Okay, I found two databases with which to look up campaign donations in support of charter schools. The first one has been used to write some pieces on the subject, I used the site Follow The Money to run a query “Show me School Choice Advocates contributions to ballot measure committees that supported or opposed Vouchers/Charters ballot measures in elections in 2014 (within core federal, state, and local data)“ and it turned up nothing. But this appears to be a good database to use to check on what's going on with campaign finances.
A much more useful site, I ran a query on Campaign Finance Online for PA and found that a particular contributor, Joel Greenberg, contributed $350,000 to the Students First PAC in 2014 alone.
As to general patterns on giving to campaigns that support charter schools, I saw that in in Washington State, 91% of the campaign donations came from just 10 donors. Bill Gates, a Walton heiress and the Amazon people were among the donors. “Of all of the money raised for the charter school initiative, just one-half of 1 percent came from donations of less than $10,000.”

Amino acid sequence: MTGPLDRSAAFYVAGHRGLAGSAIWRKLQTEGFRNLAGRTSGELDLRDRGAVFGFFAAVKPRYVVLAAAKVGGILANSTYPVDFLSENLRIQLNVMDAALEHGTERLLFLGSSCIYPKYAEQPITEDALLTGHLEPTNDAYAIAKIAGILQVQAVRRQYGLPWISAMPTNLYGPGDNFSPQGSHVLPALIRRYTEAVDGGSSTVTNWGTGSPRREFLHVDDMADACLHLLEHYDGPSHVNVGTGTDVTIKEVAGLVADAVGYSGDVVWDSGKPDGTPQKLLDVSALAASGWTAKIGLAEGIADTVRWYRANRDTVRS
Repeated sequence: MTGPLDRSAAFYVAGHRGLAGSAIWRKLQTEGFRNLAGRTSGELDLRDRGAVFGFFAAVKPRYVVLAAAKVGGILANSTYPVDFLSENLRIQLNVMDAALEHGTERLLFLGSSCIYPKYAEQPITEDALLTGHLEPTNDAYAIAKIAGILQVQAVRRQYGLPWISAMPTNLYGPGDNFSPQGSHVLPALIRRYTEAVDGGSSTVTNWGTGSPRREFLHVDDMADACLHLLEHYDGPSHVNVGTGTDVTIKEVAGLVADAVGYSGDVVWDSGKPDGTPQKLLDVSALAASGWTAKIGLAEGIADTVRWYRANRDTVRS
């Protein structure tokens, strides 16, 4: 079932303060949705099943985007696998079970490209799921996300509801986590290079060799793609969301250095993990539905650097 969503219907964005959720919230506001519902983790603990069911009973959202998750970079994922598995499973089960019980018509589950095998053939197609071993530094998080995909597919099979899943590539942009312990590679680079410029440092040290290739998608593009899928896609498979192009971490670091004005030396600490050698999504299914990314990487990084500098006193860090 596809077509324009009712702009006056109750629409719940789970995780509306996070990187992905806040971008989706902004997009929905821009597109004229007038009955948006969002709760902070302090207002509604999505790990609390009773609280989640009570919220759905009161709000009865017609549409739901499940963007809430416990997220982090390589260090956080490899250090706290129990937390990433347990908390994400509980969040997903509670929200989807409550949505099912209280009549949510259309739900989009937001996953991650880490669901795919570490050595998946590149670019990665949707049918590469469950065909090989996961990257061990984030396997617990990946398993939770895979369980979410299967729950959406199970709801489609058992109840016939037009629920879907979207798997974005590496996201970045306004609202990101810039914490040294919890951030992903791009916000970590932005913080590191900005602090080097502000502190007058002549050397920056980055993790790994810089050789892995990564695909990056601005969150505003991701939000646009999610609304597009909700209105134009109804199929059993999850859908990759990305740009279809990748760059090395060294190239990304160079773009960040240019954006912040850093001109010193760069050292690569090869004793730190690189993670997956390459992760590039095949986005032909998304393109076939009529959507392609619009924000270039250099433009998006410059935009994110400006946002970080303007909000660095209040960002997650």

Over the past ten years, campaign spending in PA for and against charter schools has been $10 million for and $8.3 million against.
Among one of the lobby's biggest donors is Vahan Gureghian, the CEO of CSMI, which manages the Chester Community Charter School in Delaware County. According to Follow The Money, Gureghian pumped $336,000 into the campaign coffers of former Gov. Tom Corbett - making him his second largest individual donor over his gubernatorial career.
Gureghian has also donated close to a million to other Pennsylvania politicians and PACs.
The aforementioned Vahan H. Gureghian's Chester Community Charter School teaches 2,600 students. He's number five on a list of the ten biggest PA political contributors. Overall, he runs 150 charter schools spread over nine states.
A 2012 piece from Public Source includes detailed summaries for the 10 biggest contributors in PA.
Joel Greenberg and Arthur Dantchik are partners in Susquehanna International Group, which has used lessons from poker to build a successful broker-dealer firm. The two men spent $446,000 on groups that support vouchers for private schools such as charter schools. In 2010 their Students First political action committee contributed $4.9 million to pro-voucher gubernatorial candidate Anthony Williams, who lost in the Democratic primary election.
Former Governor Corbett was a big recipient of donations from pro-charter school interests and Republicans generally have received more, but some Democrats have received money for that purpose as well.